Earlier this year, scientists at the Max Planck Institute for Evolutionary Biology in Germany examined information regarding the release of modified insects into the environment in Malaysia and Grand Cayman, which were carried out by Oxitec. The scientists’ findings suggest that there are “deficits in the scientific quality of regulatory documents and a general absence of accurate experimental descriptions available before releases start”. (3)

The Zika outbreak in Brazil followed Oxitec’s release of GM mosquitos.  The release location is the epicenter of the outbreak where a surge in babies with microcephaly was noted.

Recall GM mosquitoes act to produce abnormal offsprings in the natural Aedes mosquitoes, so they die before breeding.  Interesting  the Zika virus in pregnant women causes abnormal human offspring with reduced life expectancy.

This slideshow requires JavaScript.

 

 

Questions For Oxitec  Before Release Of More GM Mosquitos

Here are questions that should be considered and answered before Oxitec is allowed to release more GM mosquitoes into the wild.  Most of the following questions were asked by Dr Steinbrecher in a letter to the National Biosafety Board (NBB.  World Health Organization scheduled an emergency meeting about Zika on Monday, February 1, 2016.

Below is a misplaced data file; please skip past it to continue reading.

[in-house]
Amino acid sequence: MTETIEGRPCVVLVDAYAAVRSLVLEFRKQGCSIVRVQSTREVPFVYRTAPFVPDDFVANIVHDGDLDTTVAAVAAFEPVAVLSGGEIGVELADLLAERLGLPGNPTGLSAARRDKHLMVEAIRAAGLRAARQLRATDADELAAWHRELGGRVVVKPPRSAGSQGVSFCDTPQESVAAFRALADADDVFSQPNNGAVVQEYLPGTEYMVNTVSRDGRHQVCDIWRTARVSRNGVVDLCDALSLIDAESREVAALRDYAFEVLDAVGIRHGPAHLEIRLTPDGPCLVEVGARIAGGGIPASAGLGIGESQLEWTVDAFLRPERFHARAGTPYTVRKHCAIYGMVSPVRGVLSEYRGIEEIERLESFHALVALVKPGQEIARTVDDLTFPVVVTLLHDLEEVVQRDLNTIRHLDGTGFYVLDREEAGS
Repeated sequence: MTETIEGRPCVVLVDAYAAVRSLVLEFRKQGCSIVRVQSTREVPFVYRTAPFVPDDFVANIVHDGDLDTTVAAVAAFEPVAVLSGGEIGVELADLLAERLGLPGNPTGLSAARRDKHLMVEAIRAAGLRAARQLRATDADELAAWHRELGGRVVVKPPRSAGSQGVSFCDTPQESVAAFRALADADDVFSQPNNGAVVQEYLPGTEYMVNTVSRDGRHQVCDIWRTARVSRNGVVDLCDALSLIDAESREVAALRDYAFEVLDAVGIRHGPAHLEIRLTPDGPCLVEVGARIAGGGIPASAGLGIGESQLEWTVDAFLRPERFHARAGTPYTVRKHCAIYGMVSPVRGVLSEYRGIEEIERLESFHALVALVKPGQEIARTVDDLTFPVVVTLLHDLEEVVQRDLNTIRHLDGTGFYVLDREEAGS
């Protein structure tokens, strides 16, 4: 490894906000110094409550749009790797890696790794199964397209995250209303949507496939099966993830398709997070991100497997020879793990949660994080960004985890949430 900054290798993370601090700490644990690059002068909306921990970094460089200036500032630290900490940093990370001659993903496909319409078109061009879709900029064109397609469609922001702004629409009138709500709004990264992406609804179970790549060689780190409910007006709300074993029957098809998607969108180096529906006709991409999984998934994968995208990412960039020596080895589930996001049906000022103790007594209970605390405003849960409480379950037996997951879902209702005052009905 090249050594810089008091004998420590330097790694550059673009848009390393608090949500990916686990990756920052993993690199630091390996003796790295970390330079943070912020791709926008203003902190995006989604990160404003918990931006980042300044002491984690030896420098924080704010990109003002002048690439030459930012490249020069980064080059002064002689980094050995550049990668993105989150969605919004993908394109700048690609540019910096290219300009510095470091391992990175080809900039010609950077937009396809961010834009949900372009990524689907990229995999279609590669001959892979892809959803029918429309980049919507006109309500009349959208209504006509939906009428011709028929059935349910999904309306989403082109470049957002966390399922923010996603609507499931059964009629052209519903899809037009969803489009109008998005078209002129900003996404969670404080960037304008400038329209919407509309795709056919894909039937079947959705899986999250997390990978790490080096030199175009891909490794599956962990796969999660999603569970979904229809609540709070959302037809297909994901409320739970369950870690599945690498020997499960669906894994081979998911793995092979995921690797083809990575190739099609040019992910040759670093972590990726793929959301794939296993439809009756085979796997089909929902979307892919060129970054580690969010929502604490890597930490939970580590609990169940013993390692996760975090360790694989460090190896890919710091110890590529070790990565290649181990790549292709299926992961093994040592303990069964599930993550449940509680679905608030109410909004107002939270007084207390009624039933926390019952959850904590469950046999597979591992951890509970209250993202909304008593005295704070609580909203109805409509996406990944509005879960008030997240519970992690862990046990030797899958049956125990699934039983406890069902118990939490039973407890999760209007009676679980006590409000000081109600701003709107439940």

Let’s make sure Oxitec does not release more GM mosquitos before responding to the following questions and other questions that link GM mosquitos to the recent Zika  virus outbreak in Brazil.

When released into the wild:

  • Will the bite of the female LMO mosquito change?
  • How is the life cycle of the male mosquitos changed after genetic modification?
  • Will the reaction of humans or animals to the mosquito bite change?
  • Are there different immune reactions due to compositional changes in the saliva of the mosquito?
  • Will the pathogen vector interaction change in female mosquitoes?
  • Did the level of dengue virus present in the saliva change?
  • Did the affinity to dengue virus change?
  • Are there new interactions with other viruses?
  • Do different environments result in different altered phenotypic and behavioral characteristics?
  • Do different condition, biotic and abiotic stresses result in different survival rates?
  • What is the emergency response should GM mosquitos  harm humans or other animals?

 

Referenced links: